“Former President Trump’s actions that preceded the riot were a disgraceful, disgraceful dereliction of duty,” added McConnell. “Trump is practically and morally responsible for provoking the events of the day.”
“Impeachment was never meant to be the final forum for American justice,” McConnell said.
House impeachment managers had asserted that there should not be a “January exception” for impeachment, contending that it’s a crucial tool for Congress to hold the president accountable, and that the pro-Trump riot proved once again that the most dangerous time in a democracy is during the transfer of power. A conviction also would have led to a subsequent vote to disqualify Trump from holding public office again.
The typically tight-lipped Senate Republican leader rarely broke from Trump in his four years as president. But he led the Senate’s certification of the presidential election that the rioters pledged to overturn, and strongly condemned the violence at the Capitol he has served in as a senator for 36 years.
He praised on Saturday the Senate for doing its constitutional duty in certifying the vote and said the Senate’s decision “does not condone anything that happened on or before that terrible day.”
House Speaker Nancy Pelosi blasted McConnell shortly after the acquittal vote, issuing a statement in which she said it was “pathetic that Senator McConnell kept the Senate shut down so that the Senate could not receive the Article of Impeachment and has used that as his excuse for not voting to convict Donald Trump.”
10 votes short of conviction
In a 50-50 Senate, the House impeachment managers — all of whom are Democrats — needed to persuade 17 Republican senators to join every member of their party to convict Trump. Seven Republicans voted to convict, but the vote ultimately fell 10 votes shy of the needed two-thirds necessary.
House managers had attempted to tie Trump’s words to the violence on January 6, when Congress worked to certify Biden’s victory. They claimed the assault on the Capitol was the culmination of a months-long effort by Trump to prevent the election from being “stolen” from him.
Rep. Joe Neguse, a Colorado Democrat, directly appealed to McConnell on Saturday without mentioning his name. Neguse quoted two Kentucky legends whom the Senate Republican leader admires, former Sens. Henry Clay and John Sherman Cooper, in thanking the Senate for the “courtesies” showed to the House managers over the past week and in praising the Senate for rising to the occasion in passing the 1964 Civil Rights Act.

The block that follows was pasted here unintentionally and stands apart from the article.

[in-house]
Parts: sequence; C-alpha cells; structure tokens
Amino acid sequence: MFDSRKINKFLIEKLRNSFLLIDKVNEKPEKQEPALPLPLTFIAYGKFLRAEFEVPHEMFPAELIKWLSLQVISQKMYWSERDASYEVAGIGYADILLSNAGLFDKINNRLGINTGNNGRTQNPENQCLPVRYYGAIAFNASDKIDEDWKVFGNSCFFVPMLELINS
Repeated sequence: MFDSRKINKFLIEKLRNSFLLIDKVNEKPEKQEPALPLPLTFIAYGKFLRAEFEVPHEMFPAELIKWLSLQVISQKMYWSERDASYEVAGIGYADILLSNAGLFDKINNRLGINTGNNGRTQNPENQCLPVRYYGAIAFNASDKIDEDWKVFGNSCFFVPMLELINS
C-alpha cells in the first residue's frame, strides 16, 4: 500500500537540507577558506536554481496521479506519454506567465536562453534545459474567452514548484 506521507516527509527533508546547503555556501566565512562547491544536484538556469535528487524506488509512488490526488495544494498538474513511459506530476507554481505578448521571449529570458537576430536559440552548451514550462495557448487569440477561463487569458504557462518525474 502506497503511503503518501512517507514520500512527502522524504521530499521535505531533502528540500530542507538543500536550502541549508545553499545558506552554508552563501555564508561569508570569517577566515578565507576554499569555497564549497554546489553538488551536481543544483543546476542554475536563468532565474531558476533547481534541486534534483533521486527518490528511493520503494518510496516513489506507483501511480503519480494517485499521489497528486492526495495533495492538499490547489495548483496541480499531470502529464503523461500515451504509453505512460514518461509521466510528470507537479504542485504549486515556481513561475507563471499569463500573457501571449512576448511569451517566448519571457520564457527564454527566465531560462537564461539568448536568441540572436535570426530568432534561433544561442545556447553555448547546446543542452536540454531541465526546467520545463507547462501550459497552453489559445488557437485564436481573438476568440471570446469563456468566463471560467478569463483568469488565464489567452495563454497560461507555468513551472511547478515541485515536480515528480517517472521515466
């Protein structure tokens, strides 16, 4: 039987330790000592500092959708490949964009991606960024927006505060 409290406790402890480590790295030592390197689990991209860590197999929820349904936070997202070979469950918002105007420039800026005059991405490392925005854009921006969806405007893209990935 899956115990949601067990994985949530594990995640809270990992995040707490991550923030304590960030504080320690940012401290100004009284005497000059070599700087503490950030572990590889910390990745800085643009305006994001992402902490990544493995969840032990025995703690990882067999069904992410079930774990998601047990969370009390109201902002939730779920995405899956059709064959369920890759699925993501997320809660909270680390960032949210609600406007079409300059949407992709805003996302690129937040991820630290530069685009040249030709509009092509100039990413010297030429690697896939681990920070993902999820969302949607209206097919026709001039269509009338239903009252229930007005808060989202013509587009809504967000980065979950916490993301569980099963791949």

He also hearkened back to McConnell’s vote as a first-term senator in 1986 to override President Ronald Reagan’s veto on legislation imposing economic pressure on South Africa during apartheid.
“There are moments that transcend party politics and that require us to put country above our party because the consequences of not doing so are just too great,” Neguse said. “Senators, this is one of those moments.”
But despite his pitch, and after witnessing the riot firsthand and being reminded of it again at the scene of the crime, McConnell and most Republican senators voted to acquit Trump. Many said they were concerned about the unprecedented nature of trying a former president in an impeachment trial.
They argued that Trump’s words could be protected under the First Amendment, and pointed out that he also urged supporters in his January 6 speech “to peacefully and patriotically make your voices heard.”
They also said the rioters should be held accountable for their actions but that the former President should not be convicted on the charge of inciting them.
Instead, McConnell laid the responsibility for the destruction squarely on Trump, saying he did not act swiftly enough to tell the mob to go home once they breached the Capitol.
“He did not do his job,” McConnell said after Saturday’s vote. “He didn’t take steps so federal law could be faithfully executed and order restored. No. Instead, according to public reports, he watched television happily — happily — as the chaos unfolded.”
This story has been updated with additional developments Saturday.
CNN’s Ted Barrett contributed to this report.
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